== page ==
Program enables private organizations to digitally tap into government passport data to authenticate users
A digital passport authentication project in the UK will include the participation of IDEMIA. This deal marks the latest digital ID development in that country, and an example of a potential public-private partnership in that area.
IDEMIA says it has secured a contract to take part in the pilot, which was announced in July 2019, launched in August 2020 and which is scheduled to run through July, according to the UK government.
DCS checks can now be used by pilot-participating private sector firms to check passport information provided by UK citizens against government held data
“The pilot will enable service providers to benefit from instant passport checks by delivering a digital ‘root of trust’,” IDEMIA says. “IDEMIA will incorporate this new capability into its IDway solution harnessing its game-changing biometric facial recognition and document authentication technologies.”
Using the UK passport ID check service
The larger effort, called the Document Checking Service (DCS) pilot, focuses on enabling private organizations to authenticate British passports. According to the UK government, those organizations “may need to do these checks as part of giving users access to an online service. The purpose of the checks must be to prevent crime. The DCS will check passport details against the HM Passport Office database. It will send organization(s) a ‘yes’ or ‘no’ response to say whether the passport is valid. No organizations will be given direct access to government-held data.”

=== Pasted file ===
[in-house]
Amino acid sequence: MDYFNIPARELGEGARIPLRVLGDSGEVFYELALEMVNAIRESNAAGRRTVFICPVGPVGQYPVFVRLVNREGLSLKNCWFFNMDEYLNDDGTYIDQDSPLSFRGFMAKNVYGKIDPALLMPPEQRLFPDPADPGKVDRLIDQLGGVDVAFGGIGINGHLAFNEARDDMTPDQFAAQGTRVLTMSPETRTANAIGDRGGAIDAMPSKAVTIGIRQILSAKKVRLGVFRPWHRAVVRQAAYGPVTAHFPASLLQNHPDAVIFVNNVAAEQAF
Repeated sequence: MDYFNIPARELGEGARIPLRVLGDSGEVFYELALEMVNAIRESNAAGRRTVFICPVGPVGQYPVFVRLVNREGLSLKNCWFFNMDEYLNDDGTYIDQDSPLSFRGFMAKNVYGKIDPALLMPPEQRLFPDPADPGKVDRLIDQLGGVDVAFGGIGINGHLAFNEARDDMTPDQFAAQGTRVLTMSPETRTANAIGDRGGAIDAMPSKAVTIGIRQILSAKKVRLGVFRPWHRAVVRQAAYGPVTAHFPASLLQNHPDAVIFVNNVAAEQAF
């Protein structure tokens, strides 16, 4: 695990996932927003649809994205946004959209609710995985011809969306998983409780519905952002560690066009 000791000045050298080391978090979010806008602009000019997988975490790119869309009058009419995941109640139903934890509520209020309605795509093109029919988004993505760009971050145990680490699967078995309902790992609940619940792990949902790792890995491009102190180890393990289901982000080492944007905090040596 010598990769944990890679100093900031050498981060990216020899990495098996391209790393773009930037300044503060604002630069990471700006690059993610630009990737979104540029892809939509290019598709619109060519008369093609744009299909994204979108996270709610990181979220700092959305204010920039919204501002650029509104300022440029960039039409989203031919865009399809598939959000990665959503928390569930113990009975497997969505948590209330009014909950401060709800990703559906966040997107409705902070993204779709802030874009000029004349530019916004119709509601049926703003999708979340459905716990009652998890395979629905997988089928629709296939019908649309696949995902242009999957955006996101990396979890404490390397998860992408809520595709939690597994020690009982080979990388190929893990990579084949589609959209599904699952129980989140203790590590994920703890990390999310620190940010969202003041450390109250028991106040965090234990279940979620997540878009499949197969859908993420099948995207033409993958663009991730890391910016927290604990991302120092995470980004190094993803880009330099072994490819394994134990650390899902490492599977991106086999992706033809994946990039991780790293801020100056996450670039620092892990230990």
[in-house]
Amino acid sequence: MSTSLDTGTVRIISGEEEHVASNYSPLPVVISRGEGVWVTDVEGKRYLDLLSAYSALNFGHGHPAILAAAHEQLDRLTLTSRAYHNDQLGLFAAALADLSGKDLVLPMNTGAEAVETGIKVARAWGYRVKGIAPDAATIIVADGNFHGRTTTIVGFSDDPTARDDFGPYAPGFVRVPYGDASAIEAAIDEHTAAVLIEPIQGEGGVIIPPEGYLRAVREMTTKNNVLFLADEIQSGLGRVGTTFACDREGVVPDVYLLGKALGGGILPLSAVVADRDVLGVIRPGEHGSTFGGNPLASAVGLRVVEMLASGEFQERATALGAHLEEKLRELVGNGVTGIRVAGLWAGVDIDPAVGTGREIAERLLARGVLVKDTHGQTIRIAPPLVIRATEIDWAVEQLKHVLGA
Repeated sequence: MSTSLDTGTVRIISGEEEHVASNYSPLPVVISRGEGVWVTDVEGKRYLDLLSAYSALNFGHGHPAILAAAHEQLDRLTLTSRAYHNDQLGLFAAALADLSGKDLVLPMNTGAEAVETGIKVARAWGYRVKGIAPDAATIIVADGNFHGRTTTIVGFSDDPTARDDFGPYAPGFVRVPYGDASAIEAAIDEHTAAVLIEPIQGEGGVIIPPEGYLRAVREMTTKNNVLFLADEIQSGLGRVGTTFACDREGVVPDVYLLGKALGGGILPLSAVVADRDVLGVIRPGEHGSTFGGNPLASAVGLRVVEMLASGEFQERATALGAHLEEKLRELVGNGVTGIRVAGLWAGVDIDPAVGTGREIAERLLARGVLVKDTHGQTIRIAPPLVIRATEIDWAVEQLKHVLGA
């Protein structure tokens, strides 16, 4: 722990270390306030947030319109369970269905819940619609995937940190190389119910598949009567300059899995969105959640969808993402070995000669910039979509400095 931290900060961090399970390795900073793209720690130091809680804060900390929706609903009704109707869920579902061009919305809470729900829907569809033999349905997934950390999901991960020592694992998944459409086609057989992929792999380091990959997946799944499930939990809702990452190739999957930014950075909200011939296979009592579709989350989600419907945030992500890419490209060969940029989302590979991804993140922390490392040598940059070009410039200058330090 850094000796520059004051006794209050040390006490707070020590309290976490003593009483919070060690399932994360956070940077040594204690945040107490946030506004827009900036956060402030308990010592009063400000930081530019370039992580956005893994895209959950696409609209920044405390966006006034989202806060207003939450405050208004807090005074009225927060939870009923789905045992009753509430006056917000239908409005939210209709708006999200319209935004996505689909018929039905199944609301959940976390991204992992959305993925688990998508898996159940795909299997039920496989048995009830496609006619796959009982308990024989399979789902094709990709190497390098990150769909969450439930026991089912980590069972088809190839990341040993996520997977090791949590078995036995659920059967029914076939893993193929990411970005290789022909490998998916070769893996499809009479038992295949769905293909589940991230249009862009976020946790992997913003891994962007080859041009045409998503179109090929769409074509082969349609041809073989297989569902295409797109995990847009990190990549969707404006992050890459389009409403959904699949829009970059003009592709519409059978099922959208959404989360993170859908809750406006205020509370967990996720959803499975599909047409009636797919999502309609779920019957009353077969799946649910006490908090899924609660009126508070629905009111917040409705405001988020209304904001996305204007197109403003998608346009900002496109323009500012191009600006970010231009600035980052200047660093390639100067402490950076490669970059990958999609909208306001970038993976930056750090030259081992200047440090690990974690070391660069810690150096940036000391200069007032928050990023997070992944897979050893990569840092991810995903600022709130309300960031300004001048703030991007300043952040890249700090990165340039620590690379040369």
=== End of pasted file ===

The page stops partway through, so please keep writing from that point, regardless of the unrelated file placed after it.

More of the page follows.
As IDEMIA put it in announcing its participation in the program, “the DCS was previously only available for use in government transactions; however, (those DCS checks) can now be used by pilot-participating private sector firms to check passport information provided by UK citizens against government held data.”
Digital ID economic growth
This latest move signals a new phase of growth for digital ID in the United Kingdom.
“Digital Identity will be at the center of national economic development,” said Philippe Barreau, executive vice president for the public security and identity business unit at IDEMIA. “IDEMIA has been investing in the UK’s digital identity ecosystem from the very beginning and values the long-term relationship with the UK Government. This pilot project is a major step toward increasing the trustworthiness of digital identities in the market. It will enable citizens to conduct transactions that are as secure and frictionless as possible.”
Earlier this year, another digital ID effort in the UK gained traction when the UK Post Office and Yoti announced their own partnership toward the launch of a new app designed for a variety of identity verification functions. More specifically, the organizations will launch a new free-to-use Post Office App that gives customers a choice as to how they prove or confirm their identity, enabling them to use digital ID technology simply, safely and securely to transact online and in person.